In my defense, it was no different than if I pulled up in a car - but if I had, her father wouldn't have even looked twice. I found later, that he had gotten into a bad accident on a motorcycle when he was young. This became his reasoning behind motorcycles. If the situation was that he was assaulted while he was a paperboy, you can bet that none of his kids would have a paper route.

This is why it seems that parents don't understand, there actually 'is' reason to the madness. If there is any danger to you at all, you can bet that they won't listen to what you feel is reason, but if you approach them with sound reasoning and an intelligent and level-headed tone, they will be willing to listen. Plead your case without the wining, and stick to the facts, you just might chip away at their solid exterior to reveal some of the mushiness that makes them fold like a house of cards.

Hula practice!
Hula practice!

Parents Want the Best for Their Children

Believe it or not, most times, parents just want what's best for their children. It's in the mix somewhere between what they want for you, what they want for themselves, and what they had or didn't have at your age.

If you believe your parents really want what's best for you, than you have to prove that what you want for you is actually in line with what they want for you. You have to grow up just a little bit here when it comes to not always getting your way. You should know what battles you have a chance at fighting and winning, and what battles you don't even want to get mixed up in. Choose your battles wisely, and make sure it's something that you feel strongly for, just make sure that you have reasoning behind your action. If you can present your case to you parents with sound reasoning - even if you don't get your way - you can bet that the next time your parents will be affected and impressed with how you are bringing about issues that are important to you.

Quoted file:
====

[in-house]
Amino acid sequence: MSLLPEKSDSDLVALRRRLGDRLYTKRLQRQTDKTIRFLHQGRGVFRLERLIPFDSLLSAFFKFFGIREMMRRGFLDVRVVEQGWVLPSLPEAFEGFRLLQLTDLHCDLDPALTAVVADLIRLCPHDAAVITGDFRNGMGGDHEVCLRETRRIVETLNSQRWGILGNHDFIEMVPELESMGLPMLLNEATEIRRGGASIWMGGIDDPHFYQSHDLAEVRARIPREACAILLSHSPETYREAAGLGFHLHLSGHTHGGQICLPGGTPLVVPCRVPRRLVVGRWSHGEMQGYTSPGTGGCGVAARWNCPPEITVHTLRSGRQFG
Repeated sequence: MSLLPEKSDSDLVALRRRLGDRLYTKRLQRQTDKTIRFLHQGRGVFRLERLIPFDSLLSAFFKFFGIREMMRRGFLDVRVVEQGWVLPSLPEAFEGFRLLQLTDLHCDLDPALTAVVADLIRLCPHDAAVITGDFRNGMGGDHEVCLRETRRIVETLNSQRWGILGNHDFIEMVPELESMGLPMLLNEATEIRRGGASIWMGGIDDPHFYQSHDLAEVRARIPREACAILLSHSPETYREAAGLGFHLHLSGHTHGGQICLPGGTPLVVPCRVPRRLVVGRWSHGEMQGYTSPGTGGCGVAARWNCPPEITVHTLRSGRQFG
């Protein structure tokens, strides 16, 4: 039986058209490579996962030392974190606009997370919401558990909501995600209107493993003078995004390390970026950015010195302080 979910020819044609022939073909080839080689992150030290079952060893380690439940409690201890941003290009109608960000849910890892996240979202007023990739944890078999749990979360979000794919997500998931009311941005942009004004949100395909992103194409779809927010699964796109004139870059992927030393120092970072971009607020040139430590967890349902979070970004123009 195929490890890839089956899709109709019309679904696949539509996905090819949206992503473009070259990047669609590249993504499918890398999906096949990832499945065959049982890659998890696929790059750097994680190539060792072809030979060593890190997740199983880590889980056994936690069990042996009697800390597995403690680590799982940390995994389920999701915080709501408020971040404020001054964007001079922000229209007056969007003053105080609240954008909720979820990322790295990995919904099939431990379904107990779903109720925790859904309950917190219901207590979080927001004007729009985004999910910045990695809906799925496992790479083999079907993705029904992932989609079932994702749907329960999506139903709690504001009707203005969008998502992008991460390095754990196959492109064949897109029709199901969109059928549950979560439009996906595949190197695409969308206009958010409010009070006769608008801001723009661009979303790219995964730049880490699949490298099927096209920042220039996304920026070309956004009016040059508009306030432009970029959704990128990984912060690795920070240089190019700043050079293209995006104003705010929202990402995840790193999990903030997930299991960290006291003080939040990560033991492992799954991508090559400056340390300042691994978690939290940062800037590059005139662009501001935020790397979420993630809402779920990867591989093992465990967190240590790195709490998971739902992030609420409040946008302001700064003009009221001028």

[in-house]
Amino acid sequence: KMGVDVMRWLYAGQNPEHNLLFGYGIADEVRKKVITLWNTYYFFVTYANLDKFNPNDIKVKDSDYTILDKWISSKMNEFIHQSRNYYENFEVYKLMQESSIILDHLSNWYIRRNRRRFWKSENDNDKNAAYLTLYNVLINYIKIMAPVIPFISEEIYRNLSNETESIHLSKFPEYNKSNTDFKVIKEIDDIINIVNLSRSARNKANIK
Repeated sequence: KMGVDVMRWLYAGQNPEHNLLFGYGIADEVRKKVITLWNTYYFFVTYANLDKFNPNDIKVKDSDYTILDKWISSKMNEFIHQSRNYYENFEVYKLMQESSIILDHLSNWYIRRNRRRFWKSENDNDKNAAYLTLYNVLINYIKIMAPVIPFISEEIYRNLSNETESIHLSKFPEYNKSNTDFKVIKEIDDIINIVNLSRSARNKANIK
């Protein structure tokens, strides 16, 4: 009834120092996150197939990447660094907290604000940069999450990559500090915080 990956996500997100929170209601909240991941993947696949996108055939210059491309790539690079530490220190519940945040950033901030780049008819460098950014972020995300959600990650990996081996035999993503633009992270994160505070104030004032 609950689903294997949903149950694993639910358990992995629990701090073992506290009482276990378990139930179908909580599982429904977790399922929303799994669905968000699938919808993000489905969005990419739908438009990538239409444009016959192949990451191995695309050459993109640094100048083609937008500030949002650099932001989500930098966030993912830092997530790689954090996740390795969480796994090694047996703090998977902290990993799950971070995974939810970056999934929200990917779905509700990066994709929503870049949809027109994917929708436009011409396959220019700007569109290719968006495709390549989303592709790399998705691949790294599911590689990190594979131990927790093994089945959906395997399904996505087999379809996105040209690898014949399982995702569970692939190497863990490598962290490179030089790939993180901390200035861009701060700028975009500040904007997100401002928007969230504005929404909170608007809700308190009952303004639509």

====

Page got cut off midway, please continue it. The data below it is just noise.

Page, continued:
If you put your mind to what is important to your parents, you will know what they expect of you, and you will also know what will disappoint them. When you know you're wrong, it will make things go a lot smoother when you step up and admit your wrongdoing.

First place canoe paddling - it's hard not to love a winner in the family, but what if I'm not the winner?
First place canoe paddling - it's hard not to love a winner in the family, but what if I'm not the winner? | Source

Children Want to Please Their Parents

...and Yes, children want to please their parents. Sometimes theres a disconnect and neither parent nor child knows how to reach the other. If a child is looking for attention and only gets it when he/she does something wrong, and gets nothing when something good is done, then doing something wrong is what the child will continue to do.